Friday, January 30, 2009

Not-So-Vanilla Vanilla

I had a close call today. You may have heard of some people that refer to themselves as “emotional eaters.” Well, I have suspicions that I may be an emotional shopper. I’ve never done well with buyer’s remorse, so it’s even worse if I go shopping only because I am sad, anxious or (worse yet) bored. Both conveniently and unfortunately, there is a 4-level shopping mall only one Metro stop from my apartment. Also to my horror, they have a Williams-Sonoma. Ah, to die only to be reincarnated as an upscale cookie cutter hanging on the wall of a Williams-Sonoma….Needless to say, this morning I barged into the store like any number of similes or analogies you could think of to describe someone barging into something. Only now, because of this blog, I have essentially become my own enabler because any little knickknack or ingredient could be justified as a blog post. I think the store clerks were probably taking bets on how much of my drool they were going to have to clean up off of the floor.

Luckily, a good friend has recently directed me to our nearest public library, so I was able to keep myself from purchasing every volume from the Williams-Sonoma cookbook/entertaining anthology. I was also thisclose to buying a set of baba au rhum molds; if they’d had cannellé molds I think that would have pushed me over the edge. What mostly caught my eye, though, was a bottle of Madagascar Bourbon Vanilla Paste. Vanilla what? Obviously I am a baking novice, but I have never in my life even seen a recipe that called for vanilla paste. And don’t get too excited, the ‘bourbon’ in the name comes from the history of where the vanilla is produced, it is not alcoholic *shucks* I know. The bottle contends that it is a sweetened paste containing the vanilla bean seeds and can be used as a substitute for vanilla extract in baking. But at $11.50 per bottle I’m wondering if this paste can possibly be worth its price. I managed to resist it this time, but the 3-pack of vanilla extracts from around the world is calling to me. With vanillas of different flavors and characters coming from locales as far-flung as Mexico, Indonesia and Tahiti, maybe vanilla isn't so 'vanilla' after all.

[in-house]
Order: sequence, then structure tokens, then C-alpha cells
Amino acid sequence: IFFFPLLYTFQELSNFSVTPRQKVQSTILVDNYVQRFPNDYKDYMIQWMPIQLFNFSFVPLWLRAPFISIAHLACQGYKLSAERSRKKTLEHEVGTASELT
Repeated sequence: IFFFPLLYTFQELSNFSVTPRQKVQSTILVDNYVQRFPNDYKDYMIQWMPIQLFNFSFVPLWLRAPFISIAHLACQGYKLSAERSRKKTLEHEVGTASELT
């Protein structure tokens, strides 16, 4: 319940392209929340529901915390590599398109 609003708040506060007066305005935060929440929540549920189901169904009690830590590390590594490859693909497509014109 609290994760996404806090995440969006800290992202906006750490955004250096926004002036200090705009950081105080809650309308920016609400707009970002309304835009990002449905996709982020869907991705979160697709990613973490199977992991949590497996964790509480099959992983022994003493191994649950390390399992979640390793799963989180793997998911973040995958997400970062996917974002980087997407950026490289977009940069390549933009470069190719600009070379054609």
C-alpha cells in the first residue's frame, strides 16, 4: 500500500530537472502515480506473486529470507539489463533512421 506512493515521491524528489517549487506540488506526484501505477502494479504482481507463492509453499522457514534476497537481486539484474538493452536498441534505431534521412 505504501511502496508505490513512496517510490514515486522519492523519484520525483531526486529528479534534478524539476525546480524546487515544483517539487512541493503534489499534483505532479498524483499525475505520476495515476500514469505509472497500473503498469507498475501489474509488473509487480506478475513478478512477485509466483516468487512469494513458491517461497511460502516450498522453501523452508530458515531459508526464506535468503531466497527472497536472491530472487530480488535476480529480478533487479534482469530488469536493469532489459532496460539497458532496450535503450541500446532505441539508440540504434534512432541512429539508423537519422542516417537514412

1 comment:

  1. I find myself at Williams-Sonoma looking at the cuterly and wishing/dreaming of what could be cooked and sliced with such a wonderful array of metal utensils of the finest alloys.